Ruling on Fate of Protective Order in Trade Secret Case Due Next Week
First on TMO - Ruling on Fate of Protective Order in Trade Secret Case Due Next Week
by , 4:15 PM EST, March 4th, 2005
SAN JOSE, Calif. -- Lawyers representing Apple Computer said Friday they have exhausted all resources in finding who leaked confidential information about an unreleased Apple product, as lawyers for three Web sites argued the Mac maker shouldn't be able to use facts found in the discovery process to force journalists into revealing their sources. Despite already making a tentative ruling in favor of Apple, the judge overseeing the case said he would making a final decision on a request for a protective order stopping Apple from obtaining information on reporter sources probably by the middle of next week.
Before Santa Clara County Superior Court Judge James Kleinberg, Apple legal counsel George Riley said Apple had interviewed all possible sources to find who leaked information to AppleInsider.com, ThinkSecret.com and PowerPage.org regarding stories about an un-announced audio hardware product code named "Asteroid" or "Q97".
"We have discussed this matter with all Apple employees and we've searched all our own servers (for information)," Mr. Riley told the court. "We have exhausted all practical means."
Attorneys from the Electronic Frontier Foundation (EFF), representing the three news organizations, argued Apple had not used all possible means in finding out the sources for the leak and should not be allowed access to information on the servers of the Web sites.
"Apple has not exhausted all other options as required (by law)," EFF attorney Kurt Opsahl told Judge Kleinberg.
"Apple says they have interviewed employees to find out who the source of the leaks might be," EFF counsel Kevin Bankston told The Mac Observer. "But it appears all they have done is conduct informal interviews. There is a long line of cases holding that actual depositions are required before they come after journalists. It is reasonable to expect that they should do discovery against those people before they can get to our journalists."
In questioning, Judge Kleinberg asked both sides where is the public interest in knowing the leaked information about an Apple product and gave an indication that the media doesn't have the right to publish information obtained from someone who has broken the law.
"Theft and use of trade secrets is a crime," said Judge Kleinberg. "Isn't there a balance...between trade secrets and protections of journalists?"
EFF lawyers argued the public does a fairly good job in defining its own interests, along with the fact that PowerPage.org has a sizable audience of over 300,000 readers -- more than subscriptions of Macworld magazine, according to the EFF attorney. Lawyers also noted that a number of mainstream news organizations had picked up on the lawsuit story.
"These facts show a clear interest by the public in Apple's products," Mr. Bankston told the court.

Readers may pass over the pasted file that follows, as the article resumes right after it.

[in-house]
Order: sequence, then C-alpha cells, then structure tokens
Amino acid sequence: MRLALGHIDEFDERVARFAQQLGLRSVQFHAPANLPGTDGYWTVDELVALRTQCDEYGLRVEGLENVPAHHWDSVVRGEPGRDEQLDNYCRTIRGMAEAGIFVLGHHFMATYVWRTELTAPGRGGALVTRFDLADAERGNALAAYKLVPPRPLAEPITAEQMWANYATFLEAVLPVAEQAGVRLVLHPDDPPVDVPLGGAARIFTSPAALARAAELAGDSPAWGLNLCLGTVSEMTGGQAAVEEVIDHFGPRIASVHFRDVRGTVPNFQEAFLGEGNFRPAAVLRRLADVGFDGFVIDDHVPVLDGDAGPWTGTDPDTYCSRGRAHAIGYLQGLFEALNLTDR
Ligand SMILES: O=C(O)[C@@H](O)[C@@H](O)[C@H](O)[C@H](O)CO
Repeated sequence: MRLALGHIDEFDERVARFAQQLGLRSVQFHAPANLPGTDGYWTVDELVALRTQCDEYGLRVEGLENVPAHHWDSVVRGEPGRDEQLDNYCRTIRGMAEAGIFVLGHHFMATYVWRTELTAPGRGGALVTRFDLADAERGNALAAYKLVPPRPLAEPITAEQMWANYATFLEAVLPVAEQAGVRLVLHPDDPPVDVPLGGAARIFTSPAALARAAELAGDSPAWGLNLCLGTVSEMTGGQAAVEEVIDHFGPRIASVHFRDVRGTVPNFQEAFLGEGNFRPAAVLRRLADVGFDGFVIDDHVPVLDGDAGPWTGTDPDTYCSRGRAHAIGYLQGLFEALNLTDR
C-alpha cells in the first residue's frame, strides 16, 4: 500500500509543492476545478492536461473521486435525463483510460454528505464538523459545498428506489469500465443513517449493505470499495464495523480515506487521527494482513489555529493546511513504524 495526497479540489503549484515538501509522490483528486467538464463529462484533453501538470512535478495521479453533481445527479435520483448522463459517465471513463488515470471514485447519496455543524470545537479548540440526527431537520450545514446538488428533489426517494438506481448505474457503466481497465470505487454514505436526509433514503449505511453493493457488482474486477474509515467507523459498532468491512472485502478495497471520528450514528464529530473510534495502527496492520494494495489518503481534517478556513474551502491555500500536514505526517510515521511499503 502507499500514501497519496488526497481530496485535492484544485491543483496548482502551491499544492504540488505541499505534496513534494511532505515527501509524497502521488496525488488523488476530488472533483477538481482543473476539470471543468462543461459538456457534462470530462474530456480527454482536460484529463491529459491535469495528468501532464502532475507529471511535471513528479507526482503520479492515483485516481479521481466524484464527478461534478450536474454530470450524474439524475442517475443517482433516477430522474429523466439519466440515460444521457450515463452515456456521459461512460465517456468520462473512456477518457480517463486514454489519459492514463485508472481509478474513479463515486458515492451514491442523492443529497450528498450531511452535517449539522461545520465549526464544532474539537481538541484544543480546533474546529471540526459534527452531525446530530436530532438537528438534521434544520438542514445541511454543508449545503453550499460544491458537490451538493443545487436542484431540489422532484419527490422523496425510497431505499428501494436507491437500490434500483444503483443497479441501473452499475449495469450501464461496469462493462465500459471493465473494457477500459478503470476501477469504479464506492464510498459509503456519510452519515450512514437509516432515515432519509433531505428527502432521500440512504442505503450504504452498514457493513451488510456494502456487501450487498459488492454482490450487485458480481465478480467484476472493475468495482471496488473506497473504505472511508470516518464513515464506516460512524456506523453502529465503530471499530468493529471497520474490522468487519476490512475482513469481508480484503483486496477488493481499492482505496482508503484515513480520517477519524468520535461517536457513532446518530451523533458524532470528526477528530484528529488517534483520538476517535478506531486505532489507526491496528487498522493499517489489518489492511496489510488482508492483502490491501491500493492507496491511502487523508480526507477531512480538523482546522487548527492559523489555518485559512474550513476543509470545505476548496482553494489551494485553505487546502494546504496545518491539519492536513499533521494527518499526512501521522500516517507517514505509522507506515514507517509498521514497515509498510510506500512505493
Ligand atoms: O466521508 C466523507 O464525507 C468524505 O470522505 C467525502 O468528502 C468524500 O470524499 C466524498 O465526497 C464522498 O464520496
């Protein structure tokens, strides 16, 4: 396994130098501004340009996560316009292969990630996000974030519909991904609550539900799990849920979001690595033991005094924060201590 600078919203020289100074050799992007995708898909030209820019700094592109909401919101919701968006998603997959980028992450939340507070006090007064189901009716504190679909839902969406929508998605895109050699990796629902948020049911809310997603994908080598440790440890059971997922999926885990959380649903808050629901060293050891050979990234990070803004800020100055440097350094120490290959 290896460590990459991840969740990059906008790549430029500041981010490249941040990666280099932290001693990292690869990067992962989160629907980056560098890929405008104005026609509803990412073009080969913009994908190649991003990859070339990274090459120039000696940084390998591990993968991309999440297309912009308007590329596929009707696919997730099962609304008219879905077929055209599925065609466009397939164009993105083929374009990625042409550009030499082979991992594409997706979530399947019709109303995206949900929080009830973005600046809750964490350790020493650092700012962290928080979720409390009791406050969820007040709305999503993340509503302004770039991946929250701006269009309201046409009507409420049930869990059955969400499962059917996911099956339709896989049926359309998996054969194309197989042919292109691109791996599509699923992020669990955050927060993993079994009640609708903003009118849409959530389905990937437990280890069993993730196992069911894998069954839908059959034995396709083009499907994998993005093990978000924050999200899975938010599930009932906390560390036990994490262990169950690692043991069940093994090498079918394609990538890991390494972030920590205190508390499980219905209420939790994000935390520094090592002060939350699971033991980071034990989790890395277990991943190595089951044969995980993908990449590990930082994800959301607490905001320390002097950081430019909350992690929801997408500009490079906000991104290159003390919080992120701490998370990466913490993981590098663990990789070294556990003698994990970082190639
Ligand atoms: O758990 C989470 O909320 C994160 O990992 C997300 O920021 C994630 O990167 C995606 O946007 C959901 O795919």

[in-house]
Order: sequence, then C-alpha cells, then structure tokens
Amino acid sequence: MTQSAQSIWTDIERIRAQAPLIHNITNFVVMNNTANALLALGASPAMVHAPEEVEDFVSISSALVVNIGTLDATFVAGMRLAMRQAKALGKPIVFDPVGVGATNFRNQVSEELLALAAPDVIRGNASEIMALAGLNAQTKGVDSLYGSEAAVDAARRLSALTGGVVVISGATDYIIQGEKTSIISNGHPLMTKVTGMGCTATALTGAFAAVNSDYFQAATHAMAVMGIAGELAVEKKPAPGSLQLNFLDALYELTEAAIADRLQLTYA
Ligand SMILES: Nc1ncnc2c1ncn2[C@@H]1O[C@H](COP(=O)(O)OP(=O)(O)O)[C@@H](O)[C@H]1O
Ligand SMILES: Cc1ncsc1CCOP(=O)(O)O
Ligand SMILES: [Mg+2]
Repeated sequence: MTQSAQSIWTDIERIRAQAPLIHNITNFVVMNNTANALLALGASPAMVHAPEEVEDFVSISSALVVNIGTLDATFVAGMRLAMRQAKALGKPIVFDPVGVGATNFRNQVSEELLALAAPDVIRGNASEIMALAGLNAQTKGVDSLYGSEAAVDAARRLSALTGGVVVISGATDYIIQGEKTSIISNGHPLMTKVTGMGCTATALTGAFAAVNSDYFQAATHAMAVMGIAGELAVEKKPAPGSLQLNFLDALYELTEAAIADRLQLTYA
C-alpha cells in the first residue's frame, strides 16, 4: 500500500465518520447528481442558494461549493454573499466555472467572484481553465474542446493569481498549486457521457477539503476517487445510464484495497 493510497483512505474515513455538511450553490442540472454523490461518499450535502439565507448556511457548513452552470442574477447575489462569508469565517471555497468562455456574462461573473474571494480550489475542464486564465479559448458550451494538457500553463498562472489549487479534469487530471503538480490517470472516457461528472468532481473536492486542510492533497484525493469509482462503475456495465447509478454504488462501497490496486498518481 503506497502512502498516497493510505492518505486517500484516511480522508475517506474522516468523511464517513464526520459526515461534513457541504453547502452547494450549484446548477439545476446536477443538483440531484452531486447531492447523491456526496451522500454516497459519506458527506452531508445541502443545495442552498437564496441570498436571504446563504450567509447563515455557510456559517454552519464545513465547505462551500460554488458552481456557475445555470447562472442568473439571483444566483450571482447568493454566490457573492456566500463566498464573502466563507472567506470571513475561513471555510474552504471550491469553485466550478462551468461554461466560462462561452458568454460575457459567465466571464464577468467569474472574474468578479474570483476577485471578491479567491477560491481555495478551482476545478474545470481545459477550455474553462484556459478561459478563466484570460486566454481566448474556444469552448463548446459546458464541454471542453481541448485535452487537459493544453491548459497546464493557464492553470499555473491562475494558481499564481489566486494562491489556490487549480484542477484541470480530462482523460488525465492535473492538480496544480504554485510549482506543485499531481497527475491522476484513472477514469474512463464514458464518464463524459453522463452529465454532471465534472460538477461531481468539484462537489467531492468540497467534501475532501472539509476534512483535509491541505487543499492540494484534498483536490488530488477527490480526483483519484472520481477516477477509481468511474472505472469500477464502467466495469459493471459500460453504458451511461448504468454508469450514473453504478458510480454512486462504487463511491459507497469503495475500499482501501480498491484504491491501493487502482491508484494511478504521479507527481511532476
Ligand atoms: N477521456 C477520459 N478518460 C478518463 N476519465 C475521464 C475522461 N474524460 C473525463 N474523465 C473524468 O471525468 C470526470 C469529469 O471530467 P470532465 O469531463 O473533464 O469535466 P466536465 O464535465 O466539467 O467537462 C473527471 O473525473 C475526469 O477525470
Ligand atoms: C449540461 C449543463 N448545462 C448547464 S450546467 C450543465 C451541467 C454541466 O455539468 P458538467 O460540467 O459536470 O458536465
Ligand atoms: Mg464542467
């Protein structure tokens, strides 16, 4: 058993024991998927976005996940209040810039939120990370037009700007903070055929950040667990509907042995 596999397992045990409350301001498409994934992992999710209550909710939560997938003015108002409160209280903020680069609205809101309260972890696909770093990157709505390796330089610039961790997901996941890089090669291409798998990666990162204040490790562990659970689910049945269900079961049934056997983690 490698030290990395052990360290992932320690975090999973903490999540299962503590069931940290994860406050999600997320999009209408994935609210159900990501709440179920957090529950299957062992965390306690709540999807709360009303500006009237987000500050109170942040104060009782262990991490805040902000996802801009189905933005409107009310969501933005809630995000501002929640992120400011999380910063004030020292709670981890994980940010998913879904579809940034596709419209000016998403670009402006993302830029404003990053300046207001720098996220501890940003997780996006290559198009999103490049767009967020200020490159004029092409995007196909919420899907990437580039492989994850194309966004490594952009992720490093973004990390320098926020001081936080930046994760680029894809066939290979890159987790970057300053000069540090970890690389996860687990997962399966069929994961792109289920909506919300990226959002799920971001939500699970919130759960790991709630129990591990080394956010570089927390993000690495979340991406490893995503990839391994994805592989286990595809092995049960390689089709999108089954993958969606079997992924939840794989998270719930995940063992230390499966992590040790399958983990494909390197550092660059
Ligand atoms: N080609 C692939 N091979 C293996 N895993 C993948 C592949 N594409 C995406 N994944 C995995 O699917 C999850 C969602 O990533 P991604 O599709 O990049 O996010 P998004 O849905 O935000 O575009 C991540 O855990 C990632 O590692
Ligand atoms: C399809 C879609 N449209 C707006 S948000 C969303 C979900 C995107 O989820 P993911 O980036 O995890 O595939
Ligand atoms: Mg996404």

Mr. Riley argued that the public had no interest in the leaked information, and that only Apple's competitors could gain from the knowledge of the leaked product.
"(The three Web sites) were merely fencing stolen information," Mr. Riley suggested. "We're vitally concerned about the precedent this would set. We didn't bring this case lightly."
At the end of the 30 minute hearing, Judge Kleinberg said he would not make a final decision today, but would take his tentative decision along with today's hearing and issue a final written ruling as soon as possible, probably by Wednesday.
On Thursday, Judge Kleinberg tentatively ruled in Apple's favor, saying he would not approve a protective order stopping Apple from obtaining information on reporter sources. The earlier ruling is standard procedure in such civil cases to prevent unnecessary oral arguments, as often the losing side decides not to fight the preliminary decision.
Mr. Opsahl has previously said that if the court decision did not go in its favor, the EFF would seek a writ from the Calif. Court of Appeals that would protect the journalists from disclosing information about their sources.
EFF lawyers argue that while the Uniform Trade Secrets Act holds those who receive trade secrets liable if they knowingly disseminate confidential information, Web sites and their journalists are protected by the California Constitution, the California Evidence Code, and the First Amendment and that the case threatens the basic freedoms of the press. The subpoenas should not be permitted because Internet journalists deserve the full protection of traditional print and broadcast journalists, the brief said.
In December, Apple filed a seven-page "John Doe" lawsuit and requested the owners of three Web sites produce all "documents relating to the identity of any individual or individuals who have knowledge regarding the source of posts on its site disclosing information about the product."
On February 16, Apple agreed to not serve subpoenas on the three sites seeking information on who allegedly leaked product secrets until the court held Thursday's hearing on the matter.
Misha Sakellaropoulo contributed to this story.
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